“Any other Asian products you’d care to buy today?”

        Please, enlighten me as to where the information technology device you typed this reply on was manufactured?

        It’s a global economy. Has been for some time. Please stop pretending Japanese marques are Asian, or GM/Ford are US products. Corporations exist outside of nation states these days. “Patriotism” in the form of purchase is an increasingly weak argument.

  • avatar
    Steven02

    Why do you imply that the DoJ investigation was part of the NHTSA SUA investigation? 2 of the first posts were obviously confused by this. They are clearly 2 different separate fines for separate issues.

    • 0 avatar

      Yeah, really, I would like to know the answer to this one. That was terrible writing. I like your other stuff Bertel but come on. You aren’t writing for AutoSpies. If I wanted politically charged tinfoil hat fodder and obstruction of the facts with my car news, I’d go there, or I’d listen to Rush Limbaugh.

  • avatar
    Secret Hi5

    Intentional obfuscation or bad writing? Not to mention using the word “fee” in one paragraph, and then “fine” in another.

    And isn’t the Yakuza $470M fine a bigger story?

  • avatar
    psarhjinian

    Denso is a major automotive parts supplier, and a member of the Toyota family. The raid was part of an on-going investigation into alleged anti-trust violations. Or so they said.

    Come on, this is Bill O’Reilly-type stuff. You can do better.

  • avatar
    DC Bruce

    This piece is really below the high grade established for TTAC. Apart from the snarky, suggestive style (which we can deal with), it conflates two completely separate investigations: the “unintended acceleration” problem in certain Toyota hybrid engine vehicles (possibly traced to a sticky accelerator sub-assembly some of which were supplied by Denso) and garden-variety price fixing, apparently engaged in by some parts suppliers.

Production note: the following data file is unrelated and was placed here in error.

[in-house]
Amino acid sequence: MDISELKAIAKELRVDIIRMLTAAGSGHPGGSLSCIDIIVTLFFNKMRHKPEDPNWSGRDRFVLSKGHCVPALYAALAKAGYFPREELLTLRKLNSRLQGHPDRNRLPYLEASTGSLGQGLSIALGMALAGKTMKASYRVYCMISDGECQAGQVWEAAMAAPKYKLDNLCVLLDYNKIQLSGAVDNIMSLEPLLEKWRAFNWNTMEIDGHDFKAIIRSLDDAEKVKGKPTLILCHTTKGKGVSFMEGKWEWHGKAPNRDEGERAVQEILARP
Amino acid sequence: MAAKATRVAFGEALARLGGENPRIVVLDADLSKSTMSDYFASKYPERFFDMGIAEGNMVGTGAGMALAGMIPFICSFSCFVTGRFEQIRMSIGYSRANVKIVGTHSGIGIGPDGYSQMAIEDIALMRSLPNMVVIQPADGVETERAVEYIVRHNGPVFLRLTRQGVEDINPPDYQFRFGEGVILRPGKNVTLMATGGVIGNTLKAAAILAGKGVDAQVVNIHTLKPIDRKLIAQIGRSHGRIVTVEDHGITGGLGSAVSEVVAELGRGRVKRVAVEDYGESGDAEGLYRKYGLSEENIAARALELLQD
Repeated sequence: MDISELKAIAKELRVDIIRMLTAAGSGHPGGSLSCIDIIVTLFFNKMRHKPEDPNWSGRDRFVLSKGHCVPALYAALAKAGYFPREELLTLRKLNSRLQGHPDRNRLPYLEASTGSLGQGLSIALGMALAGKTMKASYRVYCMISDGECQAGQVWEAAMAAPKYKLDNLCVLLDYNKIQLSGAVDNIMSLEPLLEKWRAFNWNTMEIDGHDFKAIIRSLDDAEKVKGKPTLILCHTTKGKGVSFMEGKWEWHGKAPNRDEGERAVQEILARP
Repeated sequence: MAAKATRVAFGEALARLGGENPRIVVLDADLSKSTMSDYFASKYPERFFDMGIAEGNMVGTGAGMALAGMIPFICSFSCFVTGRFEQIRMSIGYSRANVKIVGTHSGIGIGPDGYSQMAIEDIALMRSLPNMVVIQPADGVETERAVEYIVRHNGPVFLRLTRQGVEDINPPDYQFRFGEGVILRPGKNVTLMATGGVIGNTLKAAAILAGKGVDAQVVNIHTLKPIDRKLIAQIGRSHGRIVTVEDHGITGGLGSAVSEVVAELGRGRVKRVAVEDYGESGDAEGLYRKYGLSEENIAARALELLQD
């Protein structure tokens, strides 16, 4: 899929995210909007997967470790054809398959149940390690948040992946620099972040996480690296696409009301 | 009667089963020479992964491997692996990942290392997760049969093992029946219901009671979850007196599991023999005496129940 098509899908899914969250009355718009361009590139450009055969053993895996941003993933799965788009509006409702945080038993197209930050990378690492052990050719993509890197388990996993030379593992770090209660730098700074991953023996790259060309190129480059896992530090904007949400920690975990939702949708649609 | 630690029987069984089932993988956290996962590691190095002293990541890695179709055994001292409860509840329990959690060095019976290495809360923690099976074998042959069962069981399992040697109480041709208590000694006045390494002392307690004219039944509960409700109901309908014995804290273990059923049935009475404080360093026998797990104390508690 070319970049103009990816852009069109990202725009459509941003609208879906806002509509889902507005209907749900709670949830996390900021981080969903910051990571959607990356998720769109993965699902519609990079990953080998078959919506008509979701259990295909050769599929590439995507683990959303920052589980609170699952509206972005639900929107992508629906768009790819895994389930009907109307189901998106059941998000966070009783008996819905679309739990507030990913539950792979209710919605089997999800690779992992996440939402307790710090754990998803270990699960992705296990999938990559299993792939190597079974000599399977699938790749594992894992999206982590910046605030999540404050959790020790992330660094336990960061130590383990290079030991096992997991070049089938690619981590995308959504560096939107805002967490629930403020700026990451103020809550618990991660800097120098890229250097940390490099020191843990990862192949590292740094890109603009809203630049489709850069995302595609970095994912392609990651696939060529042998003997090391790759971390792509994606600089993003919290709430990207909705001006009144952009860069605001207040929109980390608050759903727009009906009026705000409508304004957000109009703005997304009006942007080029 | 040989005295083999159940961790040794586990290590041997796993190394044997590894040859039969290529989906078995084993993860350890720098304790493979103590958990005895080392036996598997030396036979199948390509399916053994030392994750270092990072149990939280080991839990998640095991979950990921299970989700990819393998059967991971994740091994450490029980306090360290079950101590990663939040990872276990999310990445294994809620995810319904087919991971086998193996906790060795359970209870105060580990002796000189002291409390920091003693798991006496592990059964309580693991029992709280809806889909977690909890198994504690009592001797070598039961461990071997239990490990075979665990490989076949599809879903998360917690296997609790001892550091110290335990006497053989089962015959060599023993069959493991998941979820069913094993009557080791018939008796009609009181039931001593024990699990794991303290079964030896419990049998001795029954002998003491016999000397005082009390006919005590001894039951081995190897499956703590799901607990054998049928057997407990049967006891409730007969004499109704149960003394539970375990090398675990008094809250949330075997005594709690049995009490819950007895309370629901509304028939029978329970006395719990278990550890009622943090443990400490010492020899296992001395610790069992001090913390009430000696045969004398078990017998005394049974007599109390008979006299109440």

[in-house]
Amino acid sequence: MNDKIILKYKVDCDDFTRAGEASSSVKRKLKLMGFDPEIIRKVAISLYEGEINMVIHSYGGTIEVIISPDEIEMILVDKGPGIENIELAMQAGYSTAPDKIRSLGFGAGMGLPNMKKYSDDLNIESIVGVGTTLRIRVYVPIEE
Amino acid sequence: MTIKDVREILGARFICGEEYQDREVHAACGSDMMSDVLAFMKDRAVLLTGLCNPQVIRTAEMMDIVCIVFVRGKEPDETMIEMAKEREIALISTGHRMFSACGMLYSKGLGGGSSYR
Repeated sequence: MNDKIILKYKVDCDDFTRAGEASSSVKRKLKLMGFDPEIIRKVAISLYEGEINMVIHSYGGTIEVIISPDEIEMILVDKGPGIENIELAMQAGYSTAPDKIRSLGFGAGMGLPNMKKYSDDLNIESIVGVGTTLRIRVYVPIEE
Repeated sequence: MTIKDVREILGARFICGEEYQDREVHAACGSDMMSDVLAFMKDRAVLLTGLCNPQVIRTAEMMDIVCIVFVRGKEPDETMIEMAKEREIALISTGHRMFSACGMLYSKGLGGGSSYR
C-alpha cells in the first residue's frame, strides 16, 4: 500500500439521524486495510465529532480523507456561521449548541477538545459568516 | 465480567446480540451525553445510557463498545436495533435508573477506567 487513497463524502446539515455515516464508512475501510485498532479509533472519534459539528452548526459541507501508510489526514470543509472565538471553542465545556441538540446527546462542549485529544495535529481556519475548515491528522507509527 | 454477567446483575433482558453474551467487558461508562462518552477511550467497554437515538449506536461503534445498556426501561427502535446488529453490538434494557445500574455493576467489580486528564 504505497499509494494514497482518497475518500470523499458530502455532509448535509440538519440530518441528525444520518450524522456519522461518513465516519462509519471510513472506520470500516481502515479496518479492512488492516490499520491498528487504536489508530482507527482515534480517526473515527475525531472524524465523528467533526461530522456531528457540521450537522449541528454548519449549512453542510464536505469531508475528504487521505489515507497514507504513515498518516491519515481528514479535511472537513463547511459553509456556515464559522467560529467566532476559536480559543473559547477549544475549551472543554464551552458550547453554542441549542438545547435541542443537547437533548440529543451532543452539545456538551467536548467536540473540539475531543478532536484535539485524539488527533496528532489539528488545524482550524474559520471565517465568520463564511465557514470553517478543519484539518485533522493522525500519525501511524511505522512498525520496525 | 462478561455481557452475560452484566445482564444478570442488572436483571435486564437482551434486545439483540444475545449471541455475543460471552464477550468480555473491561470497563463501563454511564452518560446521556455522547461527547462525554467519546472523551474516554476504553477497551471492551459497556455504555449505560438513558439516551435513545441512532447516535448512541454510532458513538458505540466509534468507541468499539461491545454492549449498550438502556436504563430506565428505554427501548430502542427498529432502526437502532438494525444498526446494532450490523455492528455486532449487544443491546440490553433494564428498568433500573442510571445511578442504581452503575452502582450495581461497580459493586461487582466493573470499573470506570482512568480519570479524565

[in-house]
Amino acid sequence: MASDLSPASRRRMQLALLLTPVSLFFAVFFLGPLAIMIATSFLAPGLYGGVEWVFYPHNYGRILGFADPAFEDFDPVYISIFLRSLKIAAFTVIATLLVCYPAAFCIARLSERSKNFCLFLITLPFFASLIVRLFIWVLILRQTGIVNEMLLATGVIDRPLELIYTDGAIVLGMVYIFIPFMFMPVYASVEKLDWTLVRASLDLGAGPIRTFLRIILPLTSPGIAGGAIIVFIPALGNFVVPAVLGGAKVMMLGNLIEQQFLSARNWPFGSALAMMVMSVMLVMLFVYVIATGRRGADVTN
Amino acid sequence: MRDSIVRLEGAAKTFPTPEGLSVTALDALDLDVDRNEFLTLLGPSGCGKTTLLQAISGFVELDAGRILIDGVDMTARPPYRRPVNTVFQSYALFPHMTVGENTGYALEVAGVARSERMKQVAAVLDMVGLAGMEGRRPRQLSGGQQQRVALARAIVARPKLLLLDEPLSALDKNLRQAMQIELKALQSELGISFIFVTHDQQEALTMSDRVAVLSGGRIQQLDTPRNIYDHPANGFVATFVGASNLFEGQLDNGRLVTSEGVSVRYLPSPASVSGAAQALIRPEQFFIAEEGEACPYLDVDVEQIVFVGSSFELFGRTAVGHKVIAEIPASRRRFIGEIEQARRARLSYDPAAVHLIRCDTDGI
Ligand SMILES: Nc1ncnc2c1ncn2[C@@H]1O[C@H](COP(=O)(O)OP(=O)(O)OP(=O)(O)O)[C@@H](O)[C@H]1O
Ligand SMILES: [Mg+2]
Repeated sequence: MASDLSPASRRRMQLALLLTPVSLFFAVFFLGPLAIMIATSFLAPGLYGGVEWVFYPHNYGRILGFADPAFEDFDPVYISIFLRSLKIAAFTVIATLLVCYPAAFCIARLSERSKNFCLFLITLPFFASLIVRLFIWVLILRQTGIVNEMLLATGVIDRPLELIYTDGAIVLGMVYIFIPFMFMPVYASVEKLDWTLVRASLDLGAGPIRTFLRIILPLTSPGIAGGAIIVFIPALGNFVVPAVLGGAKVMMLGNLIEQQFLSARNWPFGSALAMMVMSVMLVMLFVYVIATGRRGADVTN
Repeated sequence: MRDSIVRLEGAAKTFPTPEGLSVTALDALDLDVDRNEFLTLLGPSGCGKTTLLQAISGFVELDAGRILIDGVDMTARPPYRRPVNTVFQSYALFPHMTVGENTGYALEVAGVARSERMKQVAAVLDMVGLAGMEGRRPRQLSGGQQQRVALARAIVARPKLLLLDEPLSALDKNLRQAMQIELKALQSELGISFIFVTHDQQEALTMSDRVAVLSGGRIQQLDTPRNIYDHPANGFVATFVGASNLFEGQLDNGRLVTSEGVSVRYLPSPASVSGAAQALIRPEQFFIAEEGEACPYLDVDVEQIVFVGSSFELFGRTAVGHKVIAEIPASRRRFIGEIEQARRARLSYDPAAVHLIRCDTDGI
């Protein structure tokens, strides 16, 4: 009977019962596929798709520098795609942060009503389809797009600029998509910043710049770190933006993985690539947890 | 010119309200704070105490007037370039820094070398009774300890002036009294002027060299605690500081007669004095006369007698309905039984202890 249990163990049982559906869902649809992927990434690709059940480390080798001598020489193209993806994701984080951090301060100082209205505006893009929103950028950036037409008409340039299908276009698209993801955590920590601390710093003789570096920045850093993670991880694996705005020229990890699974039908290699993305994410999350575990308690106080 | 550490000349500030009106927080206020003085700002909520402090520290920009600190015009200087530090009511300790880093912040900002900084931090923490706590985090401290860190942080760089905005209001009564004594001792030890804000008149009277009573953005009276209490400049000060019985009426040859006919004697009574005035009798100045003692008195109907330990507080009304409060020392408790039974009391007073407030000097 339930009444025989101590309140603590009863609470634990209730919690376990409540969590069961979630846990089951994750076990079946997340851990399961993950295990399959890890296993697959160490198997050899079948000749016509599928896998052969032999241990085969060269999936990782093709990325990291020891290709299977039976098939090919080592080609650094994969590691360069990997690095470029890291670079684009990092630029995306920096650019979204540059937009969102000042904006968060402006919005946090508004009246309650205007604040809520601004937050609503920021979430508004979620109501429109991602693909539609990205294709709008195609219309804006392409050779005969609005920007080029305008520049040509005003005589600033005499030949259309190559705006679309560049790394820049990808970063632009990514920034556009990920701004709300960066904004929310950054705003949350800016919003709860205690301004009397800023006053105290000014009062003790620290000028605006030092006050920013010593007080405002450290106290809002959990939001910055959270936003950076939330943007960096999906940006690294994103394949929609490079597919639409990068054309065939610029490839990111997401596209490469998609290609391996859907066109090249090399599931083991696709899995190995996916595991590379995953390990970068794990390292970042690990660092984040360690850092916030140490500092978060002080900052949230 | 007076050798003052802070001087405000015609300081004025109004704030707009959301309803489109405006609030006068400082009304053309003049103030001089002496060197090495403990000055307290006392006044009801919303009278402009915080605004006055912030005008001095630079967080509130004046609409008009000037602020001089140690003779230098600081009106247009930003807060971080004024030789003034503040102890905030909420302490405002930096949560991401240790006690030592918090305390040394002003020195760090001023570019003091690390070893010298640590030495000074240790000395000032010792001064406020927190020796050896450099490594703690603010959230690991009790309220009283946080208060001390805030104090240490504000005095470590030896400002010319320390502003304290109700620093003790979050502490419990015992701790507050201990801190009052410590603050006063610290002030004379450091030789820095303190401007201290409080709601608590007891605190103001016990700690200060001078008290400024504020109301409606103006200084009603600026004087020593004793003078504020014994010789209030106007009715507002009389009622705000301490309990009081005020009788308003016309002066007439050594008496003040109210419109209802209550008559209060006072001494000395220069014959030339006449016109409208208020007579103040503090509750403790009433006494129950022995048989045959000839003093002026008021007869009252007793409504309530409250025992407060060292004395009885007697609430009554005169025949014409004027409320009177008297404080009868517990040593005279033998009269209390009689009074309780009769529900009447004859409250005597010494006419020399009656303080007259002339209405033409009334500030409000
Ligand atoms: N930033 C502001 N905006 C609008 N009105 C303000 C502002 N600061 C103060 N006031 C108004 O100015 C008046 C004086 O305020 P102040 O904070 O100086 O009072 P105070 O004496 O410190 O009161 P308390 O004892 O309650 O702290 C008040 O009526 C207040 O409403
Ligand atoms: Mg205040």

Just so you know, Bertel, the U.S. always prosecutes price-fixing criminally (U.S. antitrust laws provided for both criminal and civil penalties). Hence the FBI executing search warrants, etc. The individuals involved in making the price-fixing scheme work always go to jail if convicted. Most plea deals involve jail time as well, but with the government recommending brief sentences. Occasionally, for a small player, the government will go along with a recommendation of probation only . . . but they’ll still insist on a a guilty plea to a felony.

    In a price-fixing investigation (which, necessarily, involves multiple actors), there’s a basic rule which all lawyers involved know: the first defendant in the prosecutor’s door gets the best deal, because one settlement with an alleged conspirator (which always involves that conspirator testifying and waiving his 5th amendment immunity from self-incrimination) increases the pressure on the others to capitulate.

    The suggestion that this antitrust prosecution is part of some U.S. government/ government motors plan to harass Toyota (unlike Transportation Sec’y LaHood’s witch hunt for runaway Toyotas) is just irresponsible.

    • 0 avatar
      jandrews

      “Just so you know, Bertel, the U.S. always prosecutes price-fixing criminally (U.S. antitrust laws provided for both criminal and civil penalties).”

      Unless its done by bankers that write bigass checks to senatorial campaigns.

      But other than that, yeah.